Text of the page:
Since what this surgery accomplishes is increased volume, your own pre-surgery breast shape will determine your final breast shape after implants increase your breast size. Size will also determine just how much breast mass extends to the side of the chest (armpit area), or into the cleavage region, since proper implant positioning is determined by the position of your nipple areola complex.

For instance, a woman with widely spaced nipples will need to have her breast implants positioned more laterally (towards the armpit area), since the implant pocket and final breast mound must be properly centered beneath the nipple areola complex. If the implants were simply placed close together in the center to give a full cleavage look, each nipple areola complex would then be positioned too far to the side, giving a "wall-eyed" appearance.

Similarly, a woman who has more medial nipple position would have a "cross-eyed" appearance if she requested lateral fullness and her implants were placed more to the side of the chest without taking into account the nipple position atop the new breast mound.

Clearly, not only size, but also the exact size and position of your breast implants, is critical to your final result. Your own anatomy determines shape (unless you also need a breast lift, where incisions are made to lift or otherwise shape your breast skin, or reposition too-low nipple and areola complexes).

Most breast implant patients will notice that implant position tends to drop as time goes by after surgery. If you look “perfect” in the first few days after surgery, I believe that even wearing a surgical bra 24/7 will not prevent implant position from dropping to an unattractive “too-low” appearance in a majority of patients after several months. (This also makes the scar position too high above the crease.) I take this into account surgically, placing the implant position slightly higher than I anticipate the desired final position to be. I will have you use an elastic bandeau at night, and go braless during the day (when upright), to allow the implants to settle, drop, and soften as time goes by. The elastic bandeau also helps me adjust any differences between breasts, since each side will swell, bruise, scar, and heal slightly differently, and at their own individual rate! I firmly believe that looking a bit “high and tight” right after surgery ensures a better final result, and a lower likelihood of re-operation to adjust position. In those few patients that do not drop into “perfect” position, it is a much more simple (and successful) re-operation to open the pocket slightly lower than to try to raise the crease and keep it “high enough.”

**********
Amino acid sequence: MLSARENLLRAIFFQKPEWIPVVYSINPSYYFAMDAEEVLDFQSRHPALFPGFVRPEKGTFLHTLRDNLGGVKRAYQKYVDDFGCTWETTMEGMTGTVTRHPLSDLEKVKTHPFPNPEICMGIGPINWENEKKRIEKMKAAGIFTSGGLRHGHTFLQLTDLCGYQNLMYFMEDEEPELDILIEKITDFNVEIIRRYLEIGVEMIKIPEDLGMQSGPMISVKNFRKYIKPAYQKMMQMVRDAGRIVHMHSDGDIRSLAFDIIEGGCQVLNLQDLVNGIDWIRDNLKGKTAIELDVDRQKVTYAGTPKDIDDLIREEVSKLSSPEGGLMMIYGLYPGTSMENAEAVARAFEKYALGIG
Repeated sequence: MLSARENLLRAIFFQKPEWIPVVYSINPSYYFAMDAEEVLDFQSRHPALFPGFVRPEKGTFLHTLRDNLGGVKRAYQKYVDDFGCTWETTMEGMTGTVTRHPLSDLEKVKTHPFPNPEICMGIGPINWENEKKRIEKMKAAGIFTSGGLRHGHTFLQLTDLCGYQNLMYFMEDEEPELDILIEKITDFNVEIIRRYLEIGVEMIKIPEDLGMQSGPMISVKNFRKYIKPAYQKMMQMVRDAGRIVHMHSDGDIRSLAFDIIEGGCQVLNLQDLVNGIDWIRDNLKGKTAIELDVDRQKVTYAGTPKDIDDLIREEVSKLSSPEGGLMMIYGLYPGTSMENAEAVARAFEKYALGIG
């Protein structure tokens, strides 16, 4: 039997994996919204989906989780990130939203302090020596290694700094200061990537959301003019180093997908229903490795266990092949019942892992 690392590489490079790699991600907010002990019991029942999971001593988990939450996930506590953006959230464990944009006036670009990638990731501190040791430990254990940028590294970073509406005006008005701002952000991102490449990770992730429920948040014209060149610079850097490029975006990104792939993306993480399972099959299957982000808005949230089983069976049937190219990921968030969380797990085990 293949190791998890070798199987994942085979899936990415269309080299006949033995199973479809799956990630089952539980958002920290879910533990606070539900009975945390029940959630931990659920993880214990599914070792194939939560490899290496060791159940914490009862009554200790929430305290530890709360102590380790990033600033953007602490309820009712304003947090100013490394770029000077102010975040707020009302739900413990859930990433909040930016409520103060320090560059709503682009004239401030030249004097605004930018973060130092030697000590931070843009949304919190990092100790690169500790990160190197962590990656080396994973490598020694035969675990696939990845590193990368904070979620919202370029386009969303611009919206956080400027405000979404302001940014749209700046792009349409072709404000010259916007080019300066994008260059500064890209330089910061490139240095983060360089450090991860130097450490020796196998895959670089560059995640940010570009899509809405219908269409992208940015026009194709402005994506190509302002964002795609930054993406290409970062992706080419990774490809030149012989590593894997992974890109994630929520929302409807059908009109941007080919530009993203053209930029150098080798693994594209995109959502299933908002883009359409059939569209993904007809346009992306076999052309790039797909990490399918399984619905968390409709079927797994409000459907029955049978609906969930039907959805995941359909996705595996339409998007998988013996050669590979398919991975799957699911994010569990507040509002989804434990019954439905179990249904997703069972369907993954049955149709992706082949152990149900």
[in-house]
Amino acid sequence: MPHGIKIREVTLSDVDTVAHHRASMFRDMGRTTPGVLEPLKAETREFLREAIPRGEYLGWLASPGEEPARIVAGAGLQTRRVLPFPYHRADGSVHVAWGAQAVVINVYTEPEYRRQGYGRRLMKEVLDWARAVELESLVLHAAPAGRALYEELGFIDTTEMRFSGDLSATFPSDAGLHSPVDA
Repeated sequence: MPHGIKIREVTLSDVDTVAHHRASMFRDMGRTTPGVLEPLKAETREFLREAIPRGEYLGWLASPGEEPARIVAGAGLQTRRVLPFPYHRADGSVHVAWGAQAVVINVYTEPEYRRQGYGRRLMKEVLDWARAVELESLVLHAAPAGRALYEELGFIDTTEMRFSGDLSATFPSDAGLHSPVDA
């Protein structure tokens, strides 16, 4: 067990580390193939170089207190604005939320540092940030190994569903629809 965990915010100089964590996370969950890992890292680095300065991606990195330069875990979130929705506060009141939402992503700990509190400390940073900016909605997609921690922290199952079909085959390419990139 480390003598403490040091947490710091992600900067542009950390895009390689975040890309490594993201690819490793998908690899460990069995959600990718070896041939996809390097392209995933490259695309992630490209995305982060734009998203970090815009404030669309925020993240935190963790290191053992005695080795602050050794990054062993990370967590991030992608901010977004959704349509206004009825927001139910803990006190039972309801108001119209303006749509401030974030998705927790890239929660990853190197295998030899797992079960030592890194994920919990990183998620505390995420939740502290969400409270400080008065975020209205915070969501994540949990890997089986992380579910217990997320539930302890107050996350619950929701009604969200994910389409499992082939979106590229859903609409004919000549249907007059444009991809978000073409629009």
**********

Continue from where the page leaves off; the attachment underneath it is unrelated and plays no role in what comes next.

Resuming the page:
I also make the surgical pockets larger than your chosen implants, and will have you do implant movement exercises, often inaccurately called implant massage, to keep the pockets open and larger than the implants so that the final breasts are soft, natural, and drop slightly to the side when you recline (which is what naturally larger breasts do), rather than remaining hard and immobile on your chest.

Most women seeking breast implants at Minneapolis Plastic Surgery emphasize that they do not wish to be "too large" after augmentation. There is a natural hesitancy to make a change that is so dramatic that "everyone will know" or that might make you more self-conscious at the health club or swimming pool. Most patients have these concerns, and many verbalize this. However, 6 to 12 months after surgery, when these concerns evaporate, too many patients admit they wish they had chosen larger implants. Some undergo another operation to place new, larger implants. Fortunately, the surgical pocket for the implant is already healed, and recovery is quicker when size change is requested.

Although the choice of size is entirely up to each individual patient, subject to anatomic limitations, choosing just slightly larger than what you consider to be optimal preoperatively will help you avoid reoperation for size change, including the cost of new implants, operating room, and anesthesia.